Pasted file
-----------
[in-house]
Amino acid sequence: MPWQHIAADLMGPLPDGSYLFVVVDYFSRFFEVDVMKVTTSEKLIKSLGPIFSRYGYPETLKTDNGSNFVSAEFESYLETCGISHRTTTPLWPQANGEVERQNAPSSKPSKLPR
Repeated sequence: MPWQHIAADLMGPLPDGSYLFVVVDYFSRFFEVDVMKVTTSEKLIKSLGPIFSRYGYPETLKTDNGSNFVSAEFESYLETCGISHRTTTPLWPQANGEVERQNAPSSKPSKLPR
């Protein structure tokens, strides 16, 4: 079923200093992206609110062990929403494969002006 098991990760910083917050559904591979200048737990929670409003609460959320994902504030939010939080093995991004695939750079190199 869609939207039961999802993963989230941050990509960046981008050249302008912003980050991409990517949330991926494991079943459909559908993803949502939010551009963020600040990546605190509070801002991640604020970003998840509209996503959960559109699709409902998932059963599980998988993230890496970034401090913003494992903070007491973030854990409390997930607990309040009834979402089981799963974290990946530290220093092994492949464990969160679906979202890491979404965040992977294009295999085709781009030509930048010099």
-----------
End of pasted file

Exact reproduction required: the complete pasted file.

[in-house]
Amino acid sequence: MPWQHIAADLMGPLPDGSYLFVVVDYFSRFFEVDVMKVTTSEKLIKSLGPIFSRYGYPETLKTDNGSNFVSAEFESYLETCGISHRTTTPLWPQANGEVERQNAPSSKPSKLPR
Repeated sequence: MPWQHIAADLMGPLPDGSYLFVVVDYFSRFFEVDVMKVTTSEKLIKSLGPIFSRYGYPETLKTDNGSNFVSAEFESYLETCGISHRTTTPLWPQANGEVERQNAPSSKPSKLPR
């Protein structure tokens, strides 16, 4: 079923200093992206609110062990929403494969002006 098991990760910083917050559904591979200048737990929670409003609460959320994902504030939010939080093995991004695939750079190199 869609939207039961999802993963989230941050990509960046981008050249302008912003980050991409990517949330991926494991079943459909559908993803949502939010551009963020600040990546605190509070801002991640604020970003998840509209996503959960559109699709409902998932059963599980998988993230890496970034401090913003494992903070007491973030854990409390997930607990309040009834979402089981799963974290990946530290220093092994492949464990969160679906979202890491979404965040992977294009295999085709781009030509930048010099």